Facebook, Instagram, and WhatsApp all recently experienced a configuration change, some say, the complete wiping of important IP address information that shows someone sitting on the other end of their smart phone or computer where to land on these social platforms. There’s plenty of speculation going around as to what actually caused the 7 hours of downtime, and Zuckerberg’s $4.4 billion loss as Facebook’s stock plummeted. Regardless of what caused one of the largest social media platforms on the planet to go silent, one fact is starkly clear. It’s time to own your own brand and become platform agnostic in an age of digital change.
Some speculate that Facebook’s DNS servers went down due to a DDOS (Distributed Denial of Service) attack. Others think it was a coordinated attack due to the Facebook whistleblower testimony coming out, and Ceslo Martinho and Tom Strickx of Cloudflare said that BGP routes were withdrawn from the internet. This means that Facebook had essentially disconnected itself from the Internet. Many Internet Service Providers (ISPs) that connect to Facebook went down with the ship. This includes services like AT&T, T-Mobile, and others. Some claim that hackers also now have access to personal information of 1.5 billion Facebook users that was easily accessed while Facebook was down.
Many Internet Service Providers (ISPs) that connect to Facebook went down with the ship. This includes services like AT&T, T-Mobile, and others. Some claim that hackers also now have access to personal information of 1.5 billion Facebook users that was easily accessed while Facebook was down.
It’s more important than ever to be platform agnostic when it comes to posting digital assets like copy, photos, video, or audiograms. Maybe your brand didn’t lose $4.4 billion with the recent outage, but if you rely on Facebook content, or Facebook ads, or Instagram stories solely - truly any platform as your only source of website traffic and brand awareness, then you’re missing out on some freedom of brand expression and certainly some important revenue. For Facebook, the downtime cost them in excess of $60 million, outside of Zuckerberg’s personal loss of wealth.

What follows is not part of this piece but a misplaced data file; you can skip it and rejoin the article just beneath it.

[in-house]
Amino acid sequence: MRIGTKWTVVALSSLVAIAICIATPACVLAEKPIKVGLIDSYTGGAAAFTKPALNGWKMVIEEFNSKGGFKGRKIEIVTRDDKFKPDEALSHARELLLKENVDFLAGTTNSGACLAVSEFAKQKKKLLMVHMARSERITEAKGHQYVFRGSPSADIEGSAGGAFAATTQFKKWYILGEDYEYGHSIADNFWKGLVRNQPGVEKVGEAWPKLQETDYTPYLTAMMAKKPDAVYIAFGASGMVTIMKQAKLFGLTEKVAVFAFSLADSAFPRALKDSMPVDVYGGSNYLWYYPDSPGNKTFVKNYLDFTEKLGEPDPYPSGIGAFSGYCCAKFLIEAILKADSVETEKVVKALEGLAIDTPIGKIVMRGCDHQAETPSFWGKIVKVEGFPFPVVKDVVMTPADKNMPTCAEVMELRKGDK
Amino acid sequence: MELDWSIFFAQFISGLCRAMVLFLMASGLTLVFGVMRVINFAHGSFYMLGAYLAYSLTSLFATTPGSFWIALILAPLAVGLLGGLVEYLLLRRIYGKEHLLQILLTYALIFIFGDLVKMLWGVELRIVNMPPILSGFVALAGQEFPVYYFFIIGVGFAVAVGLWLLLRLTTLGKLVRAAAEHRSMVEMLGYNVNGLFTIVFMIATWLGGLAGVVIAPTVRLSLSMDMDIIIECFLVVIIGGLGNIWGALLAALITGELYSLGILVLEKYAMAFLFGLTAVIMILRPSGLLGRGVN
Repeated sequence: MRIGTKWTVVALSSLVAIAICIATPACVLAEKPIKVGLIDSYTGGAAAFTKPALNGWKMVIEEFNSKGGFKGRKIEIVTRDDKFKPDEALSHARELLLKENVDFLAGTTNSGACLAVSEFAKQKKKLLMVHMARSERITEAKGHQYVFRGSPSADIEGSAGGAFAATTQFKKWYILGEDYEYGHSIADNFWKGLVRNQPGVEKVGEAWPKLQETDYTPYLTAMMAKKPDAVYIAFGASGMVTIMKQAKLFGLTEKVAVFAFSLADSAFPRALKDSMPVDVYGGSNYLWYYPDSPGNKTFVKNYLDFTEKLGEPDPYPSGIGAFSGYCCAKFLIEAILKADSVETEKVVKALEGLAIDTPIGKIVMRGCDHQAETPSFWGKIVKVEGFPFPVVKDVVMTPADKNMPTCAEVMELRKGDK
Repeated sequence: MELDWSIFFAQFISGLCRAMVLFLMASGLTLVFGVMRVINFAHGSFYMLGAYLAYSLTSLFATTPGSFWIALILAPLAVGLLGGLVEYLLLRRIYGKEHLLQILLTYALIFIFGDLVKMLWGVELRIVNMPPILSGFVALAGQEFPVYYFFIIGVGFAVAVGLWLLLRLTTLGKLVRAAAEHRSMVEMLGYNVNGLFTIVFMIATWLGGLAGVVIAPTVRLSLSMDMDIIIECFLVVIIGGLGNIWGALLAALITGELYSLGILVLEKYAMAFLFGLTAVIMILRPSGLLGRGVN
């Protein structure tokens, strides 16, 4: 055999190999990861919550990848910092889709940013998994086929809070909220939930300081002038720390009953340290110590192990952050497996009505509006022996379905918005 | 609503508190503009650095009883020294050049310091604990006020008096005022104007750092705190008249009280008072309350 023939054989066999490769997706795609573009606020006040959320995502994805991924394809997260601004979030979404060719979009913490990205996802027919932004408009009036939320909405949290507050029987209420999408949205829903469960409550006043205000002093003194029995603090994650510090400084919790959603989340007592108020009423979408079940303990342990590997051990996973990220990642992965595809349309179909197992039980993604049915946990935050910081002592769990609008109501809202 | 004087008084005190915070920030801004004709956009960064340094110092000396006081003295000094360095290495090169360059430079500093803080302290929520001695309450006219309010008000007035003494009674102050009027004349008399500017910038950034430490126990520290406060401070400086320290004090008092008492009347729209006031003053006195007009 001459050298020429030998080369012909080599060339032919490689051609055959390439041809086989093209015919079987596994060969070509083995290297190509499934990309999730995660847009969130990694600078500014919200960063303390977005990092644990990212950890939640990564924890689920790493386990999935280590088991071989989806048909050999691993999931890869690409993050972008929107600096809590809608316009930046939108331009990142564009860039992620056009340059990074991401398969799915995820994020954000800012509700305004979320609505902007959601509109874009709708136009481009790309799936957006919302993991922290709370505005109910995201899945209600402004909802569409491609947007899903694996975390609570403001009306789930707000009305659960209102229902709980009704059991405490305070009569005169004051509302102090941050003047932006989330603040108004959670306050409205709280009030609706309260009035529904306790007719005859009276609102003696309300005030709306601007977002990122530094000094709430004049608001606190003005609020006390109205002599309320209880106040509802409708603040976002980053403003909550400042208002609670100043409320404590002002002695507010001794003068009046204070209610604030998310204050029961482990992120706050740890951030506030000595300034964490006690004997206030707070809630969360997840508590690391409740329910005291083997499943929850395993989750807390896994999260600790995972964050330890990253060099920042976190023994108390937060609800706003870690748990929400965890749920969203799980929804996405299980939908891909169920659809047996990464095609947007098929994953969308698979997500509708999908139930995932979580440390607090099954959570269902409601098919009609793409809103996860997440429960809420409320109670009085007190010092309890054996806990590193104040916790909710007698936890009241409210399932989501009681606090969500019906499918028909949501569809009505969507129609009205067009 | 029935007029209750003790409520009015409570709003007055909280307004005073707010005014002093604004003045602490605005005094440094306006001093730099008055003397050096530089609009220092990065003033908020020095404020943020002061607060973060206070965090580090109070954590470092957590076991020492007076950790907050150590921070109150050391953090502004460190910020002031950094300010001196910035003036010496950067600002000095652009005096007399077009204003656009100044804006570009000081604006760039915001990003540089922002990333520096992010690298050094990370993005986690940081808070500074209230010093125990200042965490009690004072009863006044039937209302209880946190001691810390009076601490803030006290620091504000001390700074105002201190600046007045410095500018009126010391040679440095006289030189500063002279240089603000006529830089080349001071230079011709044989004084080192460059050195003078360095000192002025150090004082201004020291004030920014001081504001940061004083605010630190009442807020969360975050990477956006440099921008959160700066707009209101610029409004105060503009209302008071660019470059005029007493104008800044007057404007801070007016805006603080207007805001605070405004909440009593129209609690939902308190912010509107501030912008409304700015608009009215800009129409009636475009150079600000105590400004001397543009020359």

Being able to post your assets ANYWHERE at any time, including on your own website, and in your own company newsletters and emails is absolutely vital to weathering cyberwar, or simple tech reconfigurations. (Posting on your own site and building your own distribution lists being the ideal which we’ll explain more about momentarily.)
The losses don’t end with Facebook. Many small businesses and companies had the equivalent of Texas’ February snowmageddon yesterday. Boutiques, eBusinesses and other entrepreneurs couldn’t communicate with clients, schedule appointments, or even take payments for their products, let alone promote their services and brands.
While digital advertising and communication are still the backbone of much of global commerce, it’s more important than ever to own your own brand, truly connect with your customers on multiple platforms, and as much as possible, become sovereign in your brand ownership.
If one social platform goes out, there are a myriad others that you can still communicate your message, connect with your audience, and continue with business as usual.
As long as you rely on any social platform as the sole space of meaningful conversation with your audience, then you risk losing communication and engagement fully. Do you even know all the people who consistently engage with you on different platforms? Have you gotten their email information or phone numbers so that you can communicate with them directly via email or SMS messaging? Can you send them direct information in the form of redirection to your website or via a newsletter so that you can share videos, latest product developments, or service enhancements that your brand is offering?
What we can all learn from Facebook, Instagram, and WhatsApps’s recent outage is that our connections with the world and our favorite customers should never be based solely on social posting.
Posting on multiple platforms, and creating your own database of customers and communicating on multiple platforms will keep your business up and running even when the biggest social platforms in the world are down.
DDoS attacks are becoming more frequent and hacker skills are always improving. In the past year alone, DDoS attacks have increased by 55% and are becoming more complex, which is why there is likely so much confusion about what caused Facebook to stay down for so long. Many DDoS attacks go after multiple vectors, and use multiple hackers simultaneously, so there’s every likelihood that another large social platform will experience downtime again in the near future.
Your best bet is to hedge your bets, and own your brand instead of giving your power away to any one social outlet and post on all of them.
Ready to create some great content to share directly with your tribe? Start here.